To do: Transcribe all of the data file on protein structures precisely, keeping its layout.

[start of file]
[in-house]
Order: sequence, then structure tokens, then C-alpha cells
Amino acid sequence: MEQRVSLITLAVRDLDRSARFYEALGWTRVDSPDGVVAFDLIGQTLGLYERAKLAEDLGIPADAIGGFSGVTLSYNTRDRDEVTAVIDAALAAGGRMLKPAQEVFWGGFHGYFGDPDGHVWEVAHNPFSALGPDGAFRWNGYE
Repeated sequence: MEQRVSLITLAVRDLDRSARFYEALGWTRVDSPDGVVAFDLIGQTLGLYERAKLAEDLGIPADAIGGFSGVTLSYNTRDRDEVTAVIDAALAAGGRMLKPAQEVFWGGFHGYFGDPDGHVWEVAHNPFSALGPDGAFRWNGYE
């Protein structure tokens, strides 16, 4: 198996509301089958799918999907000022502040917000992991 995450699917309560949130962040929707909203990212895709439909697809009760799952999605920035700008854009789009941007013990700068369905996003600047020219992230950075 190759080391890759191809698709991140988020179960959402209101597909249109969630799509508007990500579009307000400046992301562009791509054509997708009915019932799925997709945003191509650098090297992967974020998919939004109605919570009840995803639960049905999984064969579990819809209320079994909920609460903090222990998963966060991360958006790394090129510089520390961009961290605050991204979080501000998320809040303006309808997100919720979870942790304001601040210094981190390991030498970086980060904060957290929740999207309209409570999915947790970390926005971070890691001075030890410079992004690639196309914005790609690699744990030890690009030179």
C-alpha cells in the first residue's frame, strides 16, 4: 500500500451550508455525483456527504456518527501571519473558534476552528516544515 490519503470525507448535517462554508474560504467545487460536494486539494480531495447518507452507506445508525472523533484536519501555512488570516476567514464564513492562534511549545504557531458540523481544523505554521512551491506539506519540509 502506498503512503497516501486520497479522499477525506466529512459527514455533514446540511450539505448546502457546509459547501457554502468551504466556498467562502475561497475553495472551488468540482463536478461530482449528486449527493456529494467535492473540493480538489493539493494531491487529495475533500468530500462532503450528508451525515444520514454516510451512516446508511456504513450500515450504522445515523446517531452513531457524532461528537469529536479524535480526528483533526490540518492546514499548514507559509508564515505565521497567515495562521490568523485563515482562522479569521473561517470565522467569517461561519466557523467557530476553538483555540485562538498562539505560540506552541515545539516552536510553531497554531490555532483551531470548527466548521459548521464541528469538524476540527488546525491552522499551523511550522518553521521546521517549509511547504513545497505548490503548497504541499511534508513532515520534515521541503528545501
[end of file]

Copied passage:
[in-house]
Order: sequence, then structure tokens, then C-alpha cells
Amino acid sequence: MEQRVSLITLAVRDLDRSARFYEALGWTRVDSPDGVVAFDLIGQTLGLYERAKLAEDLGIPADAIGGFSGVTLSYNTRDRDEVTAVIDAALAAGGRMLKPAQEVFWGGFHGYFGDPDGHVWEVAHNPFSALGPDGAFRWNGYE
Repeated sequence: MEQRVSLITLAVRDLDRSARFYEALGWTRVDSPDGVVAFDLIGQTLGLYERAKLAEDLGIPADAIGGFSGVTLSYNTRDRDEVTAVIDAALAAGGRMLKPAQEVFWGGFHGYFGDPDGHVWEVAHNPFSALGPDGAFRWNGYE
């Protein structure tokens, strides 16, 4: 198996509301089958799918999907000022502040917000992991 995450699917309560949130962040929707909203990212895709439909697809009760799952999605920035700008854009789009941007013990700068369905996003600047020219992230950075 190759080391890759191809698709991140988020179960959402209101597909249109969630799509508007990500579009307000400046992301562009791509054509997708009915019932799925997709945003191509650098090297992967974020998919939004109605919570009840995803639960049905999984064969579990819809209320079994909920609460903090222990998963966060991360958006790394090129510089520390961009961290605050991204979080501000998320809040303006309808997100919720979870942790304001601040210094981190390991030498970086980060904060957290929740999207309209409570999915947790970390926005971070890691001075030890410079992004690639196309914005790609690699744990030890690009030179």
C-alpha cells in the first residue's frame, strides 16, 4: 500500500451550508455525483456527504456518527501571519473558534476552528516544515 490519503470525507448535517462554508474560504467545487460536494486539494480531495447518507452507506445508525472523533484536519501555512488570516476567514464564513492562534511549545504557531458540523481544523505554521512551491506539506519540509 502506498503512503497516501486520497479522499477525506466529512459527514455533514446540511450539505448546502457546509459547501457554502468551504466556498467562502475561497475553495472551488468540482463536478461530482449528486449527493456529494467535492473540493480538489493539493494531491487529495475533500468530500462532503450528508451525515444520514454516510451512516446508511456504513450500515450504522445515523446517531452513531457524532461528537469529536479524535480526528483533526490540518492546514499548514507559509508564515505565521497567515495562521490568523485563515482562522479569521473561517470565522467569517461561519466557523467557530476553538483555540485562538498562539505560540506552541515545539516552536510553531497554531490555532483551531470548527466548521459548521464541528469538524476540527488546525491552522499551523511550522518553521521546521517549509511547504513545497505548490503548497504541499511534508513532515520534515521541503528545501